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Sick Of 2020 Already? Most Voters Aren’t.

Welcome to Pollapalooza, our weekly polling roundup.

Poll of the week

Democrats have lost their edge in voter enthusiasm, according to an NBC News/Wall Street Journal poll out this week. When asked how interested they were in the 2020 elections on a scale of 1 to 10 (10 being the most interested), 73 percent of Democratic registered voters and 75 percent of Republican registered voters responded with a 9 or a 10.

At first glance, this doesn’t look good for Democrats. We don’t know what the difference in enthusiasm was between Democrats and Republicans at this point in the 2018 cycle, but in December 2017 (the earliest NBC News/Wall Street Journal poll we could find that asked the question for that cycle), Democrats had a clear advantage. At that time, 59 percent of Democratic voters rated their interest in the 2018 elections as a 9 or 10, compared with just 49 percent of Republican voters who did.

But this might not be as good a sign for Republicans as it seems. And that’s because the enthusiasm gap practically disappeared by the time the 2018 elections rolled around. When NBC News/Wall Street Journal asked the same question in September 2018 — just a month and a half before the elections — 65 percent of Democratic registered voters reported high interest in the elections, but so did 61 percent of Republican registered voters. In other words, there is plenty of time for the 2020 numbers to change. And, of course, the blue wave washed ashore in 2018 just the same — Democrats picked up 40 House seats and won the national popular vote by 8.6 percentage points.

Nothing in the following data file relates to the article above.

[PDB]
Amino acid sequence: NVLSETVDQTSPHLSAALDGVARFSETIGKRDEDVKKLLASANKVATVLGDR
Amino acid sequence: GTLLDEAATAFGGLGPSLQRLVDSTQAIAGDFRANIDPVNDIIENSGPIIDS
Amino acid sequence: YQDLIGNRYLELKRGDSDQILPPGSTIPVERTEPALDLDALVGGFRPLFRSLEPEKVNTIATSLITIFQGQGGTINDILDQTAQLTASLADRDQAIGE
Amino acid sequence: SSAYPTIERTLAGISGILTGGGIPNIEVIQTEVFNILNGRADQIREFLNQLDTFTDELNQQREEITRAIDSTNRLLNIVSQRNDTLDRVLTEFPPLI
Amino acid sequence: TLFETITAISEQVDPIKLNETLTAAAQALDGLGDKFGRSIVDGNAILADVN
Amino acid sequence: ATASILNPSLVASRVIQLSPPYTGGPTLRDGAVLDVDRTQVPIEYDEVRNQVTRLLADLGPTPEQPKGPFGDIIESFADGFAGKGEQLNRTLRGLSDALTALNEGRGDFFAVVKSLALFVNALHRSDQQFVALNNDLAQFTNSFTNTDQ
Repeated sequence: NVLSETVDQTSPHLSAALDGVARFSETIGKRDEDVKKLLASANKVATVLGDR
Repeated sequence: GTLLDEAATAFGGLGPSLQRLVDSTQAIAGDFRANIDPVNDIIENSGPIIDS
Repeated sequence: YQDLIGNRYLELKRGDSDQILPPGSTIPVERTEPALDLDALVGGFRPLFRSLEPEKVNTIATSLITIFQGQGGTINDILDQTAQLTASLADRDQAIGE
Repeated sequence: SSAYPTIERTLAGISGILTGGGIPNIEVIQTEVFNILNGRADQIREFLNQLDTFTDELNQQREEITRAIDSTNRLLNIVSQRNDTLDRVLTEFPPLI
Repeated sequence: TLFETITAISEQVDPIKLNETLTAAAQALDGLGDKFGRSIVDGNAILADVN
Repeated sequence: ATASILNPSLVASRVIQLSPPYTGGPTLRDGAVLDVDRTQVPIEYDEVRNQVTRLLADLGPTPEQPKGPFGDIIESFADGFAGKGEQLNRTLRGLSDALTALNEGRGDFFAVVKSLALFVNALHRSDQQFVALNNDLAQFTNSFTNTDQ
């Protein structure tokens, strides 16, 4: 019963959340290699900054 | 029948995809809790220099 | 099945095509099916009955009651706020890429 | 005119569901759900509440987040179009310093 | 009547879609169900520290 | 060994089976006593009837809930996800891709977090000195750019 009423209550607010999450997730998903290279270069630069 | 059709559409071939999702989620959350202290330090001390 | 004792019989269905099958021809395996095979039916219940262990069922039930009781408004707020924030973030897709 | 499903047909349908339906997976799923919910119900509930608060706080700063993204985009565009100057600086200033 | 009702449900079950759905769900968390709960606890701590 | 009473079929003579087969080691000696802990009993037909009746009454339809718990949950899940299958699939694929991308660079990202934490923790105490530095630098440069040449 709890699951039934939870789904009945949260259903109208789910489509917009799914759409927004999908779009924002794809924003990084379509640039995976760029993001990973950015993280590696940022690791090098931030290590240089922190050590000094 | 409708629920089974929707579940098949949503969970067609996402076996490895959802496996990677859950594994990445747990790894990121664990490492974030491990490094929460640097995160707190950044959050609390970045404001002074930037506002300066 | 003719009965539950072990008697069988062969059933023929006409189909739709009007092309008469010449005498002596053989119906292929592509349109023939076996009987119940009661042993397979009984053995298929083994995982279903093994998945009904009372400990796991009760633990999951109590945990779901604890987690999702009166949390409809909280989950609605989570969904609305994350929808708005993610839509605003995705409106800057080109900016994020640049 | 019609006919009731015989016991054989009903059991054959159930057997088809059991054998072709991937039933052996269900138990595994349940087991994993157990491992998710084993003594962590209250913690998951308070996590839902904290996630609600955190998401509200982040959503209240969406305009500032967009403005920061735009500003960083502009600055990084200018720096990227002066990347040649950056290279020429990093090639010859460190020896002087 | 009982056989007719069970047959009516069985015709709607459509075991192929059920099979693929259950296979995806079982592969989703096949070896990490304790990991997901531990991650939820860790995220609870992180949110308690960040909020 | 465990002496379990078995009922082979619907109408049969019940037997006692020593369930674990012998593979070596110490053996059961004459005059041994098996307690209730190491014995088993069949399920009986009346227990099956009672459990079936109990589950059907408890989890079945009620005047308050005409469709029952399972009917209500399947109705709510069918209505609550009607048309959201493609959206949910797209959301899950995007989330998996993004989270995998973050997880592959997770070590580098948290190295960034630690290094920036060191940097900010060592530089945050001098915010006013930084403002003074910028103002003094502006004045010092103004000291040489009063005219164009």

To me, the real takeaway from this poll question is not the enthusiasm gap between the parties, but the high level of voter interest overall at this point in the cycle. Voters are currently more interested in the presidential election than they were at this point in the 2016 cycle. In the most recent NBC News/Wall Street Journal poll, 69 percent of registered voters said their interest in the 2020 election was a 9 or a 10; in April 2015, that number was 60 percent. The share of voters who are very interested in the upcoming election is roughly similar to the share who told the pollster that they were very interested throughout 2016, much closer to the vote than we are now:

We couldn’t find any NBC News/Wall Street Journal polls that asked the enthusiasm question at this point in the 2008 or 2012 election cycles, but the share of voters who are highly interested in the 2020 election now exceeds or matches the share of highly interested voters in every NBC News/Wall Street Journal poll from January through August 2012.1 As for 2008, the share of voters with a lot of interest in the presidential election was consistently higher that year than it is now — but it wouldn’t take that much of an increase for 2020 to be in 2008’s ballpark.

It’s not just the NBC News/Wall Street Journal polls that show voters are amped up; other polling backs up the theory that voters are particularly enthusiastic about this cycle.

Last month, for instance, Fox News found that 52 percent of registered voters were “extremely” interested in the 2020 election. In July 2015 — the earliest Fox News poll asking this question that we could find for the 2016 cycle — just 31 percent of voters were “extremely” interested in the presidential election; in September 2011, the earliest Fox News poll we have in the 2012 cycle, 32 percent were “extremely” interested in the presidential election. In fact, “extremely” high interest in the 2012 and 2016 cycles did not hit 52 percent in the Fox News poll until the month before the election.

And according to a CNN poll from late April, 74 percent of registered voters reported being “extremely” or “very” enthusiastic about voting for president in next year’s election. That beats out the numbers from the earliest CNN polls we could find for the 2016, 2012 and 2008 elections, all of which were taken at around this point in the cycle. In CNN’s July 2015 poll, 48 percent said they were “extremely” or “very” enthusiastic; in March 2011, 58 percent said it; and in June 2007, 54 percent said it. Indeed, that 74 percent was the highest such number CNN has recorded since 2003 — at any point in the election cycle!